The idea that "love is in the air" during the spring season is an old one.
But is human interest in love actually stronger in the spring, and if so, is it based in our chemistry the way it is for animals?
Between 1989 and 2006, seasonally adjusted data for the Centers for Disease Control's National Vital Statistics Reports show that there are " much more often than not " marked birth spikes in the month of November. Using sophisticated mathematical procedures, one can ascertain that this spike is caused by increased reproductive activity nine months before, in March, or right around the vernal equinox " the point at which winter gives way to spring.
Additionally, a 1990 article in the Journal of Biological Rhythms caused a stir when it indicated the vernal equinox saw fertility spikes all over the world.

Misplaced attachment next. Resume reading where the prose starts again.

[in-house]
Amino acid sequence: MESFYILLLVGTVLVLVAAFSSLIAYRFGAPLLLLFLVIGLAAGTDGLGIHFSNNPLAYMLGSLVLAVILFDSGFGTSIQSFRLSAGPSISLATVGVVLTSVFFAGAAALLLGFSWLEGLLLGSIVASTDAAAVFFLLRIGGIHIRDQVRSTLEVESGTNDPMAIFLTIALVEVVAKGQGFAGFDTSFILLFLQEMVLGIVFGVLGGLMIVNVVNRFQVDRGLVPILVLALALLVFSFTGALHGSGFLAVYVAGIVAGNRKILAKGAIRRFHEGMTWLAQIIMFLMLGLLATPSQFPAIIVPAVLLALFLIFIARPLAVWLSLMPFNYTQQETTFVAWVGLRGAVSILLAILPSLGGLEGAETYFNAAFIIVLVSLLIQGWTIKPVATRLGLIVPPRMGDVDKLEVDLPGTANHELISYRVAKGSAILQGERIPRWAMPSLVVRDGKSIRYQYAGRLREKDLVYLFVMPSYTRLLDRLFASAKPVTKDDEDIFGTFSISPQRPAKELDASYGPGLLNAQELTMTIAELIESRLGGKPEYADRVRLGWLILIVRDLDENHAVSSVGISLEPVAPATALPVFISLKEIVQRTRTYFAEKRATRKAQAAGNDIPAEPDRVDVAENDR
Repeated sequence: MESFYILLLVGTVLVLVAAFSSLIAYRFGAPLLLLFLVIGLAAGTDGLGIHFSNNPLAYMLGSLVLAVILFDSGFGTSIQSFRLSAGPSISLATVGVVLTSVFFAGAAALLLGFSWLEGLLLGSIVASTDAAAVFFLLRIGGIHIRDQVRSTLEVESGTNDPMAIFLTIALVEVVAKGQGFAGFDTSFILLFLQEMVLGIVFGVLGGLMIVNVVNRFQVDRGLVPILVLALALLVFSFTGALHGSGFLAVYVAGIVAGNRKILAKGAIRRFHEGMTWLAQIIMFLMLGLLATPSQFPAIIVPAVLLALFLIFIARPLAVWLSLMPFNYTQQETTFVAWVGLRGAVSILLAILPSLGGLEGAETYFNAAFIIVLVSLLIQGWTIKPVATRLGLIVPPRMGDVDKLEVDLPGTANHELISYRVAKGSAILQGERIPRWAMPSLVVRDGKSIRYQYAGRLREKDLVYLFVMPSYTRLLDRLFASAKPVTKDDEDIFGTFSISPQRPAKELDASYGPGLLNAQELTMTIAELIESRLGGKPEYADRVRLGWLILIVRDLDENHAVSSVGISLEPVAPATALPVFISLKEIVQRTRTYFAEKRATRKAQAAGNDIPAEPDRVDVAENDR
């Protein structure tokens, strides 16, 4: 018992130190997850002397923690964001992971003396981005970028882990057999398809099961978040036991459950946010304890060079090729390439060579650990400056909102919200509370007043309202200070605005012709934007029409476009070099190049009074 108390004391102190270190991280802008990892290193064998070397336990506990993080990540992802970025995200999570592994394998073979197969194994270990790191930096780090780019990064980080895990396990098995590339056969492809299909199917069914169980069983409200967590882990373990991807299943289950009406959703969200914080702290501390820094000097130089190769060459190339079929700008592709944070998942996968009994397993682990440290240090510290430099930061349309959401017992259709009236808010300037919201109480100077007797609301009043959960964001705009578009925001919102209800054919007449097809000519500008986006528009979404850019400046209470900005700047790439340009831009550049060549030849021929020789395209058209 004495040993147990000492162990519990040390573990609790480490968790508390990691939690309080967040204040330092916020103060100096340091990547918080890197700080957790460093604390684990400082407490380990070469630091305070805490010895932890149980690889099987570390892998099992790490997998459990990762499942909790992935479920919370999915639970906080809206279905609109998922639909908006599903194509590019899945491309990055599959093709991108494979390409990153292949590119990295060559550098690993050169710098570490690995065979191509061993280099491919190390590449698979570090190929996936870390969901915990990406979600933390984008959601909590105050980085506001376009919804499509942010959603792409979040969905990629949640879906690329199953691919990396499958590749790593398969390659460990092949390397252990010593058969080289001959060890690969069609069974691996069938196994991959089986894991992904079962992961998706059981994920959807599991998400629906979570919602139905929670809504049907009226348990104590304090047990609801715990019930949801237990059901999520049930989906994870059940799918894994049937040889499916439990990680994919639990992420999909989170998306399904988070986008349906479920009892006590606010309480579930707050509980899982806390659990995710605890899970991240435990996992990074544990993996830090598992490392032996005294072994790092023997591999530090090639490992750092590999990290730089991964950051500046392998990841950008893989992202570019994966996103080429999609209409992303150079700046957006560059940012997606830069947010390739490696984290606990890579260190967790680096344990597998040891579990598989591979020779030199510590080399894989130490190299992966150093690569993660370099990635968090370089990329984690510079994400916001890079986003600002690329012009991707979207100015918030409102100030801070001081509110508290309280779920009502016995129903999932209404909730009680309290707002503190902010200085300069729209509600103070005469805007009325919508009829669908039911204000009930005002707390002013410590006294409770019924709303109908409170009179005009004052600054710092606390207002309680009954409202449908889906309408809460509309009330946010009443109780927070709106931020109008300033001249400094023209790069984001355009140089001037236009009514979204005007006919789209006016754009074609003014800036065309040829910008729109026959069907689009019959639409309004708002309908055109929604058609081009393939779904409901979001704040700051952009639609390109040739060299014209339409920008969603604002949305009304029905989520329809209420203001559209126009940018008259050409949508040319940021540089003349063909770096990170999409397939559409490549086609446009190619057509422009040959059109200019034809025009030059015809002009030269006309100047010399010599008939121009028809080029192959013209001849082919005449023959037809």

While that's all very interesting, an informal survey of a few metro-area hospitals showed that the CDC's numbers don't hold up, at least around these here parts.
Dr. Lisa Wasemiller-Smith, an obstetrician/gynecologist at Lakeside Women's Hospital in Oklahoma City, said the facility's birthing records don't show a spike in November or any other month.
Paul Brune, Norman Regional Hospital's nursery manager, said his hospital doesn't show birth spikes in November, either.
Annette Carter, family birth center manager at Norman Regional, said the hospital's busy months for babies are "pretty random." "Mike Robertson